paper: Heroes of Tomorrow - 2012 Tech Notes

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Heroes of Tomorrow - 2012 Tech Notes
by: Adam Freeman

Technical Description of the 2012 HOT Team Robot and Design process.

Technical Description of the 2012 HOT Team Robot and Design process.

2012_Tech_Notes.doc (1.36 MB)

EDIT: Huh…this is interesting. I didn’t think I opened a thread to start a discussion about the document. I was planning on posting a picture of the finished robot and linking to the document…but, I guess there will be pictures posted by Daniel Ernst from Waterford soon.

Couple of quick specs about the robot:

  • Standard sheet metal chassis.
  • 8WD - Supershifters. Window motor shifter.
  • Fixed angle (45 degrees), non turreted shooter.
    • Dual AM 9015 motors, custom 2.5:1 gearbox (~8000RPm).
  • Utility Arm: For ball grabbing, loading, barrier traversal, and ramp balancing
    • Double roller on top and bottom grab bar for game piece collection. Powered by (2) RS550 motors.
    • Rear pivot and (2) RS550 motors, with huge amount (~760:1) reduction for arm movement.
  • Camera Aim.

Adam,

Thanks for posting this… this is an incredible insight into the process that led to one of the most creative designs I’ve seen yet this season. I don’t think I would ever have ended up going this direction with my design, but yet once I saw your robot in action it was clear it was elegant and perfectly suited for the unique design challenges of this year’s game. Congrats on your Waterford win, and another great machine!

Thanks! That’s funny…JVN told me almost the exact same thing. I guess all you Robowranglers think a like. :stuck_out_tongue:

All the credit goes to our Chief Engineer, Jim Meyer. He knew immediately the need for a balancing aid. Combine that with the task to try to limit un-needed complexity and have robust components with more than one function, the robot just kinda took shape from there.

I kept saying that designing this arm is more like designing a tractor accessory than a FIRST robot component. It’s definitely build to take some abuse.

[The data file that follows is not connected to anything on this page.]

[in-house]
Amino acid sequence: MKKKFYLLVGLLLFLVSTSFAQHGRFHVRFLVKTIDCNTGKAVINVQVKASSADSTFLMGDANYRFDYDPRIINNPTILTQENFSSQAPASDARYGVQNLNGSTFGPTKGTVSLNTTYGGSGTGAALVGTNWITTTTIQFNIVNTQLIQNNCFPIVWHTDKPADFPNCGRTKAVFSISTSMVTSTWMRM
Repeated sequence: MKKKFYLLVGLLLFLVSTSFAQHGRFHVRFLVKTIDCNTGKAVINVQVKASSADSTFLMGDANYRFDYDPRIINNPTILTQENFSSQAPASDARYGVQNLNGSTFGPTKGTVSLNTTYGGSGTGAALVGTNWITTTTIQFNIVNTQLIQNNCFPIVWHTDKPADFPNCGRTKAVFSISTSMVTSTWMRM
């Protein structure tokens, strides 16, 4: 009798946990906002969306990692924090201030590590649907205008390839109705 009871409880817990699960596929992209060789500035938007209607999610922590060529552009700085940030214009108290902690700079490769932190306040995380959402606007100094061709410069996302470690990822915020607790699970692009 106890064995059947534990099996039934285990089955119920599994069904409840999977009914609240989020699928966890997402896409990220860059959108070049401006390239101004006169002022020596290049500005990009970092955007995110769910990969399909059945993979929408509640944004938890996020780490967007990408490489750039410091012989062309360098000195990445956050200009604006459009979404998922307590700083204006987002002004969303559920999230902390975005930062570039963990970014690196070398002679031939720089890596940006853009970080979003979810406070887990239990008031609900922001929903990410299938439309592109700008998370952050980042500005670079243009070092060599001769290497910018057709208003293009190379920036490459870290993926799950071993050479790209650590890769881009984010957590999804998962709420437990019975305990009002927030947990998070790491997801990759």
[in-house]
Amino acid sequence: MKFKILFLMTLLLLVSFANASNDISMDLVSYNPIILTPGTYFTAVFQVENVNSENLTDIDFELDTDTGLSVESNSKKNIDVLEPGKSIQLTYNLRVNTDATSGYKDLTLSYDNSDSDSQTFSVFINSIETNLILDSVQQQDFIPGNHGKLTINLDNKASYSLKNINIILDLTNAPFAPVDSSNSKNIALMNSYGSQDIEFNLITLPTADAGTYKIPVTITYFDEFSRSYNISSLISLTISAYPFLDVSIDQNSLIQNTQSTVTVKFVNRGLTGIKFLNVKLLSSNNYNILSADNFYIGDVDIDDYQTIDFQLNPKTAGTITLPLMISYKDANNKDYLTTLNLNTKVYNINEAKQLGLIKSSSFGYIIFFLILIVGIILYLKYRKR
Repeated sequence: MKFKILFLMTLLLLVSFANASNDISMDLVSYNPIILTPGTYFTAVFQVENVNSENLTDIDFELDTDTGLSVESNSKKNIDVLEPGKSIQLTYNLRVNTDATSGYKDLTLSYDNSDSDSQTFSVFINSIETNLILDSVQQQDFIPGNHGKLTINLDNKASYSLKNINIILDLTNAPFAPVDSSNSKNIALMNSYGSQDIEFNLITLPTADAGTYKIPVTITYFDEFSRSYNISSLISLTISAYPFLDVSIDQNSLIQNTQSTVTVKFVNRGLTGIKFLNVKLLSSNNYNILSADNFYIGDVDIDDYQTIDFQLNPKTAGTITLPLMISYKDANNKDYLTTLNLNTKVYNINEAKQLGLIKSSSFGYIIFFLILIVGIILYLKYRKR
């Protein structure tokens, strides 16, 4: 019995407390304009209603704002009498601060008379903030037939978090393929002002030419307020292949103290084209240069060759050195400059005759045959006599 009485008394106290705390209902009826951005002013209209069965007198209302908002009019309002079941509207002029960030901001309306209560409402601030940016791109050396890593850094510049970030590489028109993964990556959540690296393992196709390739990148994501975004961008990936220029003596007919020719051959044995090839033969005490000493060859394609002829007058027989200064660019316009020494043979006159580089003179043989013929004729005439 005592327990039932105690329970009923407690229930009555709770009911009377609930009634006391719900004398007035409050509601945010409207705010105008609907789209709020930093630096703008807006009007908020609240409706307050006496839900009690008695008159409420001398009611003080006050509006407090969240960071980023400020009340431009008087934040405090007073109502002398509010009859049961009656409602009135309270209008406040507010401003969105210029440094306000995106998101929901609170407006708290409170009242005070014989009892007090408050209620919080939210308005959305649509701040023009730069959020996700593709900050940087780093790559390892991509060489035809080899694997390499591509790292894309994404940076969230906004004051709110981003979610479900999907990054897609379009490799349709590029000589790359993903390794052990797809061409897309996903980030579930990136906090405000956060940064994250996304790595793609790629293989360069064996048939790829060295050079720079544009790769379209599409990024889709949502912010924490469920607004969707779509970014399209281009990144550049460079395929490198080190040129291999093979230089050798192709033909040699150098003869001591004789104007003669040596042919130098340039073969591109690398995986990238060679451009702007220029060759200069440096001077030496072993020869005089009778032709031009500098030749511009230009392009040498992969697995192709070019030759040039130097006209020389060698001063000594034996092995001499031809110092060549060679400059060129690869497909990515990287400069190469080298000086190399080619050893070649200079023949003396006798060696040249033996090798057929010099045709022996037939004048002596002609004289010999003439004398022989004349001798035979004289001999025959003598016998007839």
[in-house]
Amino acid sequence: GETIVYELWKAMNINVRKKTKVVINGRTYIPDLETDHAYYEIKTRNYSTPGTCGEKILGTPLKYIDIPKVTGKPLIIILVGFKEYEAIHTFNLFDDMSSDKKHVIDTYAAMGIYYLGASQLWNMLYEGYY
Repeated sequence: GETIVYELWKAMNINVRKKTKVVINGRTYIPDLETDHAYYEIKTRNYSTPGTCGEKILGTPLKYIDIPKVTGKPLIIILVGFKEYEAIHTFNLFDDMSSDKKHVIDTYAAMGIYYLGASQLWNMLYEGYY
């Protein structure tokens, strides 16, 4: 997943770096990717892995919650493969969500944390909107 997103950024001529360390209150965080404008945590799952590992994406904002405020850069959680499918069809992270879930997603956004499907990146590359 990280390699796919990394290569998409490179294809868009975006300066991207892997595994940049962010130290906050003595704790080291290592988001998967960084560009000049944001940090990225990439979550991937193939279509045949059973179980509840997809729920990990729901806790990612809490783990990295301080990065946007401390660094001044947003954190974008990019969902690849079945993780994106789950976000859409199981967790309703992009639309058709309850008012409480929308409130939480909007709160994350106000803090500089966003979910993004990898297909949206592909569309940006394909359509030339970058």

The paper was inspired by 148, since you guys have done so much in the way of documenting your design process and build season. We once again attempted to have build season blog, but it ended up incomplete…(kinda stopped once the practice bot started running).

Anyway, I figured something should be put out there to document the process that went into this creation…especially since it appears to be a somewhat unique design.

Adam, thank you for posting this.

Interestingly enough, after some friends and I saw a picture of your robot from Waterford and saw videos of it running we all kind of said ‘How the hell do you come up with that.’ Looks like our questions have been answered.

This is how you build a robot.

I’m sure that many teams out there are kicking themselves right now for not thinking of this.

This is possibly the greatest creation I’ve seen yet this season. Hats off to 67, your team is always setting the bar high. I only wish we were able to play with you guys. Maybe at the championship?

I’d like to issue my thanks for posting this, phenomenal integration and execution.

Sadly I wasn’t able to make it to the competition this weekend, but I was watching video, or checking TBA all weekend to get updates.

I have to say the robot this year looks amazing Adam. You guys did a great job in design, and fabrication. All of us HOT alumni at Michigan tech were wondering just how everything worked on the bot this year, and the tech notes definitely explained it all.

Also, reading that brought back some great memories from my 2009/2010 build seasons at GM. I can definitely say the way we did stuff at HOT greatly reflects the engineering design process I am learning about in school.

Great job this weekend, and good luck for the rest of the season! :smiley:

Very interesting read. I always enjoy looking into other teams approach to the design process. Thank you for posting this and congratulations on another great robot and a good win at Waterford!

Couldn’t have said it better myself. :smiley: